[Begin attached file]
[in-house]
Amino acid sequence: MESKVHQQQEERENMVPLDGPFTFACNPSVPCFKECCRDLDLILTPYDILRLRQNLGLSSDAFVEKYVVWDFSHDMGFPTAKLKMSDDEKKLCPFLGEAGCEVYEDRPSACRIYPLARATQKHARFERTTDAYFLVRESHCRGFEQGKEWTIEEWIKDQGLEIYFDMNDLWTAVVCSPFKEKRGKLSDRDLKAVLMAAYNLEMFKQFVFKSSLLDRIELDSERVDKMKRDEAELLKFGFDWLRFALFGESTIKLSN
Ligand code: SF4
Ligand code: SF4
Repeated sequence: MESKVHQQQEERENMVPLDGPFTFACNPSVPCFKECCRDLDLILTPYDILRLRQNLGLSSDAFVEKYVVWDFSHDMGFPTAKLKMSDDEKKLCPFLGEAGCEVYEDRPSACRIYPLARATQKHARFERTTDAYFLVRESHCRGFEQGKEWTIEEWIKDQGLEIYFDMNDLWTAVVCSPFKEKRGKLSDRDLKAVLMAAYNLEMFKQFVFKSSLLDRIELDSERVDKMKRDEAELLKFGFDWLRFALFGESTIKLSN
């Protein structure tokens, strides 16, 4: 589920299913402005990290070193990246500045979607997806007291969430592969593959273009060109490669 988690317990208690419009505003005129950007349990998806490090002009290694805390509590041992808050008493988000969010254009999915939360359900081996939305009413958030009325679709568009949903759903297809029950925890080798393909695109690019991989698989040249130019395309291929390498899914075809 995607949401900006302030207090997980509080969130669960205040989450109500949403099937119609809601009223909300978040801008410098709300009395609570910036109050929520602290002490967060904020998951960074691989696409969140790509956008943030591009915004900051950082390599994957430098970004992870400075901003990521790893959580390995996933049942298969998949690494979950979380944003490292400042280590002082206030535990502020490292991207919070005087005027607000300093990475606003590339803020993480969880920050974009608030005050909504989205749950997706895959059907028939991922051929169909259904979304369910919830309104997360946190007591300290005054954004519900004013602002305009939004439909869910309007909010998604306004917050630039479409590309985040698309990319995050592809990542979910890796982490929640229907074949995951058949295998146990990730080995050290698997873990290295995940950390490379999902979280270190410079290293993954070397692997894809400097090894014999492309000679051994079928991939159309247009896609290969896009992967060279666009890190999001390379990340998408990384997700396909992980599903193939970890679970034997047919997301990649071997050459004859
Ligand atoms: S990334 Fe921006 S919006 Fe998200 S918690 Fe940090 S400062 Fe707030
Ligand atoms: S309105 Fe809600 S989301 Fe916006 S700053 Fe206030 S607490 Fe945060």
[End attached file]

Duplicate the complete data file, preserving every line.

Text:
[in-house]
Amino acid sequence: MESKVHQQQEERENMVPLDGPFTFACNPSVPCFKECCRDLDLILTPYDILRLRQNLGLSSDAFVEKYVVWDFSHDMGFPTAKLKMSDDEKKLCPFLGEAGCEVYEDRPSACRIYPLARATQKHARFERTTDAYFLVRESHCRGFEQGKEWTIEEWIKDQGLEIYFDMNDLWTAVVCSPFKEKRGKLSDRDLKAVLMAAYNLEMFKQFVFKSSLLDRIELDSERVDKMKRDEAELLKFGFDWLRFALFGESTIKLSN
Ligand code: SF4
Ligand code: SF4
Repeated sequence: MESKVHQQQEERENMVPLDGPFTFACNPSVPCFKECCRDLDLILTPYDILRLRQNLGLSSDAFVEKYVVWDFSHDMGFPTAKLKMSDDEKKLCPFLGEAGCEVYEDRPSACRIYPLARATQKHARFERTTDAYFLVRESHCRGFEQGKEWTIEEWIKDQGLEIYFDMNDLWTAVVCSPFKEKRGKLSDRDLKAVLMAAYNLEMFKQFVFKSSLLDRIELDSERVDKMKRDEAELLKFGFDWLRFALFGESTIKLSN
């Protein structure tokens, strides 16, 4: 589920299913402005990290070193990246500045979607997806007291969430592969593959273009060109490669 988690317990208690419009505003005129950007349990998806490090002009290694805390509590041992808050008493988000969010254009999915939360359900081996939305009413958030009325679709568009949903759903297809029950925890080798393909695109690019991989698989040249130019395309291929390498899914075809 995607949401900006302030207090997980509080969130669960205040989450109500949403099937119609809601009223909300978040801008410098709300009395609570910036109050929520602290002490967060904020998951960074691989696409969140790509956008943030591009915004900051950082390599994957430098970004992870400075901003990521790893959580390995996933049942298969998949690494979950979380944003490292400042280590002082206030535990502020490292991207919070005087005027607000300093990475606003590339803020993480969880920050974009608030005050909504989205749950997706895959059907028939991922051929169909259904979304369910919830309104997360946190007591300290005054954004519900004013602002305009939004439909869910309007909010998604306004917050630039479409590309985040698309990319995050592809990542979910890796982490929640229907074949995951058949295998146990990730080995050290698997873990290295995940950390490379999902979280270190410079290293993954070397692997894809400097090894014999492309000679051994079928991939159309247009896609290969896009992967060279666009890190999001390379990340998408990384997700396909992980599903193939970890679970034997047919997301990649071997050459004859
Ligand atoms: S990334 Fe921006 S919006 Fe998200 S918690 Fe940090 S400062 Fe707030
Ligand atoms: S309105 Fe809600 S989301 Fe916006 S700053 Fe206030 S607490 Fe945060």